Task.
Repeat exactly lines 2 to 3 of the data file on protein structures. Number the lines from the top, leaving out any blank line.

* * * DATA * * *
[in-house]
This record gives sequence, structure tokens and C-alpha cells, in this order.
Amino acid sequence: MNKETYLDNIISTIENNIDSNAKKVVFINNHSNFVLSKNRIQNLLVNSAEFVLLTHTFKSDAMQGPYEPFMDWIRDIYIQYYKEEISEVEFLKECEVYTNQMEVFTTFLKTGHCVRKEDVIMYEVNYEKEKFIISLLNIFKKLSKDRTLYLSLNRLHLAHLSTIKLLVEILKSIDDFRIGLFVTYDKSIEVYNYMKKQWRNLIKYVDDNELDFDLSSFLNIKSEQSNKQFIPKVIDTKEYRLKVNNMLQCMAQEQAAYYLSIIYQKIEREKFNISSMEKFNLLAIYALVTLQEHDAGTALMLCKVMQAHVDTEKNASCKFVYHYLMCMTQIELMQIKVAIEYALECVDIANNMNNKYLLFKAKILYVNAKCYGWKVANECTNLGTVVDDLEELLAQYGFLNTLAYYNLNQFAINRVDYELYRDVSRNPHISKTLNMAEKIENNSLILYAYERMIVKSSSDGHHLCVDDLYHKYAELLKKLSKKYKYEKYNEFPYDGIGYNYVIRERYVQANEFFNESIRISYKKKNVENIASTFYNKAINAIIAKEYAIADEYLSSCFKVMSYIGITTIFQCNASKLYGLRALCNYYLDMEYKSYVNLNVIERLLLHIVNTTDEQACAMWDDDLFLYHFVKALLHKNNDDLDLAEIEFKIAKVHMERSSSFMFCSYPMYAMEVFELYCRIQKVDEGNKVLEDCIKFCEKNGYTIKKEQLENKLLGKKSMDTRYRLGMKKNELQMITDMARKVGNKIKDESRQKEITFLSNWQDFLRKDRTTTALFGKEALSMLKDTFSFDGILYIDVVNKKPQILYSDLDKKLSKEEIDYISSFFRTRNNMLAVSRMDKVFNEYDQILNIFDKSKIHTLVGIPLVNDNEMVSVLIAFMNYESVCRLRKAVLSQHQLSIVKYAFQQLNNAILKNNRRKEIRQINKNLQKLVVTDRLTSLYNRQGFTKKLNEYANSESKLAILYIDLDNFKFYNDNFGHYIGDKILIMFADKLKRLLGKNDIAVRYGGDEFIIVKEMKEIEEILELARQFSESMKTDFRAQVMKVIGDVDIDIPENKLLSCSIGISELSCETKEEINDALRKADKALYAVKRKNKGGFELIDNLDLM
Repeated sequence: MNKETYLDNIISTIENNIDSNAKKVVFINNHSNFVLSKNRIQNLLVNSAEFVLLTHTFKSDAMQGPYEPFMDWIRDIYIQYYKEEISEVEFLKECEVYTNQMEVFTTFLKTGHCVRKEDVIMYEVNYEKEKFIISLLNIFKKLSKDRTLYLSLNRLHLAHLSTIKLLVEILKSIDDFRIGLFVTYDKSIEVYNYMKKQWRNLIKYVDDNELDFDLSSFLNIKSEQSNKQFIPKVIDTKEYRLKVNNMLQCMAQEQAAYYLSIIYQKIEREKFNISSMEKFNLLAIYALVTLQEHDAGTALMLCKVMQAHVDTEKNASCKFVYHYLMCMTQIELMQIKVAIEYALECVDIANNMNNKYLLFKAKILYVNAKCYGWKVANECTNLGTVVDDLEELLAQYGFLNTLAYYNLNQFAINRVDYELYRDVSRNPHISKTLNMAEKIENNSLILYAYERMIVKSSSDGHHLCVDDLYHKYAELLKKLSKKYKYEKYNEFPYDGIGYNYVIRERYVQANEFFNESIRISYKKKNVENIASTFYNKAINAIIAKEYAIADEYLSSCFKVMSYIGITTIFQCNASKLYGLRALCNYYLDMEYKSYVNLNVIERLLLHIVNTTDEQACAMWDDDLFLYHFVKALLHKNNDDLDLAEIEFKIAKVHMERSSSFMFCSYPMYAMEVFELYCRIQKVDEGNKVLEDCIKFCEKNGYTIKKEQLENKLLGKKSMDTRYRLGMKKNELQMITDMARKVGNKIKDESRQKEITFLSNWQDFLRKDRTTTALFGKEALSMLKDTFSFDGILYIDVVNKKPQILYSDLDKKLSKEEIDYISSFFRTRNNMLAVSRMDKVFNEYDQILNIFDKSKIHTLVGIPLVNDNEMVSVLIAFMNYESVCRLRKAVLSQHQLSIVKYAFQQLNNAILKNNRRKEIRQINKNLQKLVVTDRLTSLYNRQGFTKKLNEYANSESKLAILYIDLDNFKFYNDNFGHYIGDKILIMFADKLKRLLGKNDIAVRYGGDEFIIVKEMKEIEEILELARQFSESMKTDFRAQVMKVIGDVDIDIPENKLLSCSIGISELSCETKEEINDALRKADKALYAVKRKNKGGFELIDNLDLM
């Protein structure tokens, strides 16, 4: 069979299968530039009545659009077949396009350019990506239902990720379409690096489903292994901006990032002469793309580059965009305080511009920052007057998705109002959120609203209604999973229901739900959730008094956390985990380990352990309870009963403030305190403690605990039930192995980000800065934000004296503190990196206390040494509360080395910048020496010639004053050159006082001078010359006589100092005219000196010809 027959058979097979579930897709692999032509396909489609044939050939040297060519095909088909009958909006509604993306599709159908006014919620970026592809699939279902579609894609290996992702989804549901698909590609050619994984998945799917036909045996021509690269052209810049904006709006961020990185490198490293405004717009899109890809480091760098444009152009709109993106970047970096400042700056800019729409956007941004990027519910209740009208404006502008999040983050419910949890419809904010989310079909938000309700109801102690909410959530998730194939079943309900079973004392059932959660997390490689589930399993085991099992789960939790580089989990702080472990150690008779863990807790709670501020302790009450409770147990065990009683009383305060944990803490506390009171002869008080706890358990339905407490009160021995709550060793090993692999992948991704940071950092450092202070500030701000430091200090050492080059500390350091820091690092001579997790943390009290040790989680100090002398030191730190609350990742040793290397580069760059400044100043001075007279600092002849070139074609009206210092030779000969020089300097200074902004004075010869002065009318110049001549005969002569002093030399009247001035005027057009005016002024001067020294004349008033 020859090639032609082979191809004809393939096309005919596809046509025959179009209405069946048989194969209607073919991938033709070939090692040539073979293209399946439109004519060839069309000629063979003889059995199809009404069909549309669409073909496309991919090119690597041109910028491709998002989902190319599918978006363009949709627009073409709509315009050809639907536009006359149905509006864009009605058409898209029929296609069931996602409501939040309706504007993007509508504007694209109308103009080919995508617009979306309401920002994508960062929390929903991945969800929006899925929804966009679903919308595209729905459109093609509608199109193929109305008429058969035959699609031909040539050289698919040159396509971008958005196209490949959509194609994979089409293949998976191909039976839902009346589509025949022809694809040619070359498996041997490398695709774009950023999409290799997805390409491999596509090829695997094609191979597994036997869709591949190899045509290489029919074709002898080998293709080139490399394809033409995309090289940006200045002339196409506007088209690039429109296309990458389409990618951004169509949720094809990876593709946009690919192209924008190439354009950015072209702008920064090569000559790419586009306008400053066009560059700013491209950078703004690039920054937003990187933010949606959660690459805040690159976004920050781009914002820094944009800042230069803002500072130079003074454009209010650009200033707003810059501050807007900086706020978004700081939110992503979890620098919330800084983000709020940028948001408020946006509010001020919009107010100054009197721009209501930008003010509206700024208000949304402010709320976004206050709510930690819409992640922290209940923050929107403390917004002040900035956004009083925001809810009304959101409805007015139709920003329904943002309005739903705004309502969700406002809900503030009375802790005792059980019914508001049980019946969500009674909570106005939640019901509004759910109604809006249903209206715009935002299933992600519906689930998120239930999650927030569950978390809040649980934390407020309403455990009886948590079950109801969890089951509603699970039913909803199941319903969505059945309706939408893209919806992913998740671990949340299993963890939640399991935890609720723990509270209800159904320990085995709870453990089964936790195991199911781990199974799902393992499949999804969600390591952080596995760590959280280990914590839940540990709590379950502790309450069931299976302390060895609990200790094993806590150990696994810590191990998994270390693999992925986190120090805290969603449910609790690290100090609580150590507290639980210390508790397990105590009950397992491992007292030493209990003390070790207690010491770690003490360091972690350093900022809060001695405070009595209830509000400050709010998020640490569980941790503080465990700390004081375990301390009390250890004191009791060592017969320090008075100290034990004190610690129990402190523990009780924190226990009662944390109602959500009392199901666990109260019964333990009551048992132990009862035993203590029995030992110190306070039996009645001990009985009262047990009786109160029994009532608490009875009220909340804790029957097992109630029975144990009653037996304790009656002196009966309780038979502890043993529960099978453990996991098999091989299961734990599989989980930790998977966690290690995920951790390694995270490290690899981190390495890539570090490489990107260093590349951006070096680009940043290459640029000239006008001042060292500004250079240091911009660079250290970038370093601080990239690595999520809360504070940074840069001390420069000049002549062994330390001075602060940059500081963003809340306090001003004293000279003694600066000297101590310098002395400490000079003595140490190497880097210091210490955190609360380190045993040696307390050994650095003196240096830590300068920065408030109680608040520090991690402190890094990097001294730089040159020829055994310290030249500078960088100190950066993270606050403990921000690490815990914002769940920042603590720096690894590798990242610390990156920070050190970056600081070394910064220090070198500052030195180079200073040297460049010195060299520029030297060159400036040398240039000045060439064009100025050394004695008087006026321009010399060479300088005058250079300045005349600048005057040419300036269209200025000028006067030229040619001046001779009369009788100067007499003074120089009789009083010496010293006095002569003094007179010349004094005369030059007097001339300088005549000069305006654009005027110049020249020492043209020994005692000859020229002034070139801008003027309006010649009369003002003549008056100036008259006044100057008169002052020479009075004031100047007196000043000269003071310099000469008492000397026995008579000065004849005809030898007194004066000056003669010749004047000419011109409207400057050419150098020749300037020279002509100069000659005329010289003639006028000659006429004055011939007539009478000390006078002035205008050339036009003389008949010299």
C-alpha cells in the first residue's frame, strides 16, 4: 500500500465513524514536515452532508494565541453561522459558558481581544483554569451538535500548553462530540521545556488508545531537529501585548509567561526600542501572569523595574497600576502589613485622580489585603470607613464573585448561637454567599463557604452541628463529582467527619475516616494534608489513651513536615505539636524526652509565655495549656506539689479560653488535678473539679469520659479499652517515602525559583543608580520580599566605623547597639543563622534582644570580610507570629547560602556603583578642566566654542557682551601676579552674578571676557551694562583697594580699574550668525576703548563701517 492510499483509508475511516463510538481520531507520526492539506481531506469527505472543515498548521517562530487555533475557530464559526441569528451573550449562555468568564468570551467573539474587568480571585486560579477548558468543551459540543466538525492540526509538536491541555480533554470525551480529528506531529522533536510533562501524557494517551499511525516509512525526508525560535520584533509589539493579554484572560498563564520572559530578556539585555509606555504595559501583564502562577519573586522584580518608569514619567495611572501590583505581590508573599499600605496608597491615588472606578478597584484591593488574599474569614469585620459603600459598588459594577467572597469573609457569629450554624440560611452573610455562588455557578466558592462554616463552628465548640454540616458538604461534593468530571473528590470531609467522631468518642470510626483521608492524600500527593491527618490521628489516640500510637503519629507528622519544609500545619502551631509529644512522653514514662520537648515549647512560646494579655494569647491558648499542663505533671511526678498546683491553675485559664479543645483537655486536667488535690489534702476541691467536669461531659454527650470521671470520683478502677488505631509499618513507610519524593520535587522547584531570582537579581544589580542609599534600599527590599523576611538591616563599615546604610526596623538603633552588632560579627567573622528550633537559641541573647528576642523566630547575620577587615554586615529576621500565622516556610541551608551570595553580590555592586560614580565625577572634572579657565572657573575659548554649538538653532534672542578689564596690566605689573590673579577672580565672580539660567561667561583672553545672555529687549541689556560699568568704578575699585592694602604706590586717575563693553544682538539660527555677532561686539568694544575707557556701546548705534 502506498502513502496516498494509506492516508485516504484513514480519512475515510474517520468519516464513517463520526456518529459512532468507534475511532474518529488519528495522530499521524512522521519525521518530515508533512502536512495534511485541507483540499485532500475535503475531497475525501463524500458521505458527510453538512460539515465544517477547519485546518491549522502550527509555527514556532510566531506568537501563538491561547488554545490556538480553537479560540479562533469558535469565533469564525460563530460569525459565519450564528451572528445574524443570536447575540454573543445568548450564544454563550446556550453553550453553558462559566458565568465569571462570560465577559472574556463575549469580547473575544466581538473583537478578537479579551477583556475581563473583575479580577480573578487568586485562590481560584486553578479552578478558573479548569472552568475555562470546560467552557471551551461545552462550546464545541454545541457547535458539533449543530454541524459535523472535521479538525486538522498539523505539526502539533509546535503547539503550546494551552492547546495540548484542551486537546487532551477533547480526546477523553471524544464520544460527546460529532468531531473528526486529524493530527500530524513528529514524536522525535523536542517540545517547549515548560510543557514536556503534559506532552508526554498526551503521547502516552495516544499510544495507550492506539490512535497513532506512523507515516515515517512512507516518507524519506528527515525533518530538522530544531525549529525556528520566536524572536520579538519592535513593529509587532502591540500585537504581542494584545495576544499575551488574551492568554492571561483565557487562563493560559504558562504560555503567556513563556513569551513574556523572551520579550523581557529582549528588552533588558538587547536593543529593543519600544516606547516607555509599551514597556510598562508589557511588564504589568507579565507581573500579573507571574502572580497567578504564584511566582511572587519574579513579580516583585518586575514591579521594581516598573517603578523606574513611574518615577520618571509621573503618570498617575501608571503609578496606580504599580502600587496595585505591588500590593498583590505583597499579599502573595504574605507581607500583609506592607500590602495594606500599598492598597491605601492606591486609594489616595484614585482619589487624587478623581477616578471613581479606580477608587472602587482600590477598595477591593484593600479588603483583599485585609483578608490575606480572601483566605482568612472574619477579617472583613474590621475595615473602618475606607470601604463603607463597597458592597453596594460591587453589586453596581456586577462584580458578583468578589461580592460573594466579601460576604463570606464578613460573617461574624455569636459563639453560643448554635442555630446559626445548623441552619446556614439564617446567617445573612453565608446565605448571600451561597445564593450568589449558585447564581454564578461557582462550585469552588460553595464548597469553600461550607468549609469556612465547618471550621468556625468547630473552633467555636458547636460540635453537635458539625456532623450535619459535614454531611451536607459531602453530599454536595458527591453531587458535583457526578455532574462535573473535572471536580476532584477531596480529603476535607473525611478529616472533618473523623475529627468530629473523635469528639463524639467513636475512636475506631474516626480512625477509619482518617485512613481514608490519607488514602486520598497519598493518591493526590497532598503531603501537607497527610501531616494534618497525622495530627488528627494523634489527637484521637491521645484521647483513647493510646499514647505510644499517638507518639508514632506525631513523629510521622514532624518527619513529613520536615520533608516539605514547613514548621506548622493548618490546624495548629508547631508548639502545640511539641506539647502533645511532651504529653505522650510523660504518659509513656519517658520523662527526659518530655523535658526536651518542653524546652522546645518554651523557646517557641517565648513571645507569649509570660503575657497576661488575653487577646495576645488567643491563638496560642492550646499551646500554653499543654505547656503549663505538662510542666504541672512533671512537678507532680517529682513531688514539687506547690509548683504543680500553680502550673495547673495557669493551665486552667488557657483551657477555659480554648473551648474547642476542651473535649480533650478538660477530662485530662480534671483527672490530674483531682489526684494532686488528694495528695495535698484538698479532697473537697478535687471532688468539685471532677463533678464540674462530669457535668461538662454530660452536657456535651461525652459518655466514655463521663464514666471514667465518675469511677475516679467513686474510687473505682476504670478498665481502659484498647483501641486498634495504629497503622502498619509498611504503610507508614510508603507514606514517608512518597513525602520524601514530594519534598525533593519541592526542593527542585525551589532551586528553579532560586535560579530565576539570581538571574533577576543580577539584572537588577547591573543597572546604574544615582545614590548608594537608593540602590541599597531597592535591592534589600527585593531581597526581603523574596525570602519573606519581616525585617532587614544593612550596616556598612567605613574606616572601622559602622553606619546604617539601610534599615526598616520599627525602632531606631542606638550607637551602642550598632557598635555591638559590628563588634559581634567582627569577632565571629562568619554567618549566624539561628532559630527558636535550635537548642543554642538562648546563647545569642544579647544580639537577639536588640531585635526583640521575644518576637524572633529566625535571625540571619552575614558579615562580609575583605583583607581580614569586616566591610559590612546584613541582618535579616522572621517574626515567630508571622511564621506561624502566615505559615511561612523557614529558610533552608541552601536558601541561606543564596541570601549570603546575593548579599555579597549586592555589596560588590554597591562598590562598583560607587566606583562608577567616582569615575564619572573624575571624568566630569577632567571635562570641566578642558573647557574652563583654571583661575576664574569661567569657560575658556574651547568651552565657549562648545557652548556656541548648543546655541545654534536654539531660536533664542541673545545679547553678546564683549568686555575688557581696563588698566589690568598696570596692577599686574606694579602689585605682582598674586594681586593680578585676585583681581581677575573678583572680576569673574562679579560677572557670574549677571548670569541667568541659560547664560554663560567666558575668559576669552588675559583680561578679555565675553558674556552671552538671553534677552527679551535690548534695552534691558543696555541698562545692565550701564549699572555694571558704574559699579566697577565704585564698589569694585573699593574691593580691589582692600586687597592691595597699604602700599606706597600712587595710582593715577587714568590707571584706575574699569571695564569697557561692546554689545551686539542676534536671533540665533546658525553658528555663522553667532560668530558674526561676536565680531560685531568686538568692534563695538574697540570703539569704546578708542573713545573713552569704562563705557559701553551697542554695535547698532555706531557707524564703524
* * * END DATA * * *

This record gives sequence, structure tokens and C-alpha cells, in this order.
Amino acid sequence: MNKETYLDNIISTIENNIDSNAKKVVFINNHSNFVLSKNRIQNLLVNSAEFVLLTHTFKSDAMQGPYEPFMDWIRDIYIQYYKEEISEVEFLKECEVYTNQMEVFTTFLKTGHCVRKEDVIMYEVNYEKEKFIISLLNIFKKLSKDRTLYLSLNRLHLAHLSTIKLLVEILKSIDDFRIGLFVTYDKSIEVYNYMKKQWRNLIKYVDDNELDFDLSSFLNIKSEQSNKQFIPKVIDTKEYRLKVNNMLQCMAQEQAAYYLSIIYQKIEREKFNISSMEKFNLLAIYALVTLQEHDAGTALMLCKVMQAHVDTEKNASCKFVYHYLMCMTQIELMQIKVAIEYALECVDIANNMNNKYLLFKAKILYVNAKCYGWKVANECTNLGTVVDDLEELLAQYGFLNTLAYYNLNQFAINRVDYELYRDVSRNPHISKTLNMAEKIENNSLILYAYERMIVKSSSDGHHLCVDDLYHKYAELLKKLSKKYKYEKYNEFPYDGIGYNYVIRERYVQANEFFNESIRISYKKKNVENIASTFYNKAINAIIAKEYAIADEYLSSCFKVMSYIGITTIFQCNASKLYGLRALCNYYLDMEYKSYVNLNVIERLLLHIVNTTDEQACAMWDDDLFLYHFVKALLHKNNDDLDLAEIEFKIAKVHMERSSSFMFCSYPMYAMEVFELYCRIQKVDEGNKVLEDCIKFCEKNGYTIKKEQLENKLLGKKSMDTRYRLGMKKNELQMITDMARKVGNKIKDESRQKEITFLSNWQDFLRKDRTTTALFGKEALSMLKDTFSFDGILYIDVVNKKPQILYSDLDKKLSKEEIDYISSFFRTRNNMLAVSRMDKVFNEYDQILNIFDKSKIHTLVGIPLVNDNEMVSVLIAFMNYESVCRLRKAVLSQHQLSIVKYAFQQLNNAILKNNRRKEIRQINKNLQKLVVTDRLTSLYNRQGFTKKLNEYANSESKLAILYIDLDNFKFYNDNFGHYIGDKILIMFADKLKRLLGKNDIAVRYGGDEFIIVKEMKEIEEILELARQFSESMKTDFRAQVMKVIGDVDIDIPENKLLSCSIGISELSCETKEEINDALRKADKALYAVKRKNKGGFELIDNLDLM